The most interesting place to have been in America on Thursday morning? Obama campaign headquarters.
No need to guess what the post-debate conversation was in Boston: jubilation over Mitt Romney's wildly impressive Denver performance, and a strategy session on how to keep the momentum. But in Chicago? Amid the gloom, amid the shock, one pained question surely drove the discussion: "What now?"
Because Chicago understands that the immediate critique of Barack Obama's debate performance understates the damage the president did to his campaign. Yes, he was detached. Yes, he was unprepared. Yet those problems can be rectified in future performances. The bigger concern for the campaign is that the president allowed his opponent to dismantle the core planks of its carefully constructed strategy.
The Obama campaign didn't settle on that approach until about July, but once it did, things clicked. Its first objective was to paint Mr. Romney as a disconnected millionaire, with a failed record and discredited ideas, who would bury an already distressed middle class. The second objective was to present Mr. Obama as the reasonable alternative, offering modest but pleasant promises.
The strategy allowed the president to focus anxiety-ridden voters on the Romney bad that might come, and away from the Obama bad of the past four years. With the help of compliant media and a disengaged Mr. Romney, the approach was lulling America.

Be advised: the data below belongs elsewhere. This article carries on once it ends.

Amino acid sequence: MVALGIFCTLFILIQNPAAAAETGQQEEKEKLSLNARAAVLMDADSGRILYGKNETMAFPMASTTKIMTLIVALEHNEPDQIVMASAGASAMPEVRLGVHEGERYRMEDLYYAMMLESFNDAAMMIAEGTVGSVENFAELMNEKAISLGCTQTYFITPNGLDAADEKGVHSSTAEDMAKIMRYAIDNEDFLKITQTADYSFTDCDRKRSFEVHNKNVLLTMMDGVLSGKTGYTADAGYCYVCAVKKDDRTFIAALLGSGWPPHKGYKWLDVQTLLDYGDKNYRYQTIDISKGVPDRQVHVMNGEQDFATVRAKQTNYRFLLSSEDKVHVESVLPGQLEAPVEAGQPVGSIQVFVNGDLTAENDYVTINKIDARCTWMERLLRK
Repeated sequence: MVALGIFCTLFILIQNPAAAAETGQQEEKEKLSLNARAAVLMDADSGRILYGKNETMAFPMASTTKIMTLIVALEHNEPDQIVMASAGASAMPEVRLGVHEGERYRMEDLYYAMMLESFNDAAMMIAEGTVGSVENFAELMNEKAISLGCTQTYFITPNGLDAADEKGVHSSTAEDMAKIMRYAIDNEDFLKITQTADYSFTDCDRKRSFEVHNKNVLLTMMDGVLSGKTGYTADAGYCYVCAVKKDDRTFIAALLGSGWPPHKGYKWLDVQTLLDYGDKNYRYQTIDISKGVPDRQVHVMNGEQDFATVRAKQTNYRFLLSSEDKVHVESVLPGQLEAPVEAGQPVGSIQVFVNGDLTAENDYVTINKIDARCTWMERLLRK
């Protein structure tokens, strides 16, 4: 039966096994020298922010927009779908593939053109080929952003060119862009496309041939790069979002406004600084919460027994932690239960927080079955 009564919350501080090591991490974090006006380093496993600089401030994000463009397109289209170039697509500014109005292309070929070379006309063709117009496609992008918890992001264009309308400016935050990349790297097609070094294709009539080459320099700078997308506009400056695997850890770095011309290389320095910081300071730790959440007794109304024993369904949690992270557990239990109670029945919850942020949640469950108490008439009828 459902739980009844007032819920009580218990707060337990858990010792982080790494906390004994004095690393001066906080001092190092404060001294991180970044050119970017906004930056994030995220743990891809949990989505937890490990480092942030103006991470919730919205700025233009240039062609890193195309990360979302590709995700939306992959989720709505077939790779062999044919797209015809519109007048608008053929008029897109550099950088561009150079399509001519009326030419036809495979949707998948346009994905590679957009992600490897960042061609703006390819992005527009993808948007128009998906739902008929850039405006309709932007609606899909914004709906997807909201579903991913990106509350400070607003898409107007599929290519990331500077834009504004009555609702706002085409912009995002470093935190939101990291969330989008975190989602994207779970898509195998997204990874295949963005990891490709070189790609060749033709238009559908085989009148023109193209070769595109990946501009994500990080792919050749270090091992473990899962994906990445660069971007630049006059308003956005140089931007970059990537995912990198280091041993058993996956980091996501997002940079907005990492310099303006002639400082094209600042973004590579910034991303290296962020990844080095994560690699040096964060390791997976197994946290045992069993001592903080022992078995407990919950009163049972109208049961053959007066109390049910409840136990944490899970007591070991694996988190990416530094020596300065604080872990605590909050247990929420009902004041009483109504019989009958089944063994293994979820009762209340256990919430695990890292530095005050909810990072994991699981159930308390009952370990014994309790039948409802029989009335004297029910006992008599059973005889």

That is, until Denver, when Mr. Romney exposed for 58 million TV viewers just how fragile the Obama campaign strategy always was. Like the small child in the Hans Christian Andersen tale, the Republican stood on the debate stage and declared: "But the Obama has no clothes!" And suddenly, that seemed obvious to everyone.
By pummeling the president on the facts and the policy, Mr. Romney looked in control. By walking through the concepts of growth, of free-market health care, of tax reform, he inspired with ideas. By explaining how his specific policies will help average Americans, and by doing it with a sunny demeanor, he became that likeable candidate.
The effect was not only to erase the months-long Obama caricature of Mr. Romney. It also undermined Mr. Obama's own pitch. The bold Romney vision put the president's (modest, pleasant) promises—for a "balanced approach," for "clean energy," to "invest in education"—in context: small, tired, failed. In outlining the great that might be, Mr. Romney made voters think about how measly the past four years have been. He flipped the Obama equation.
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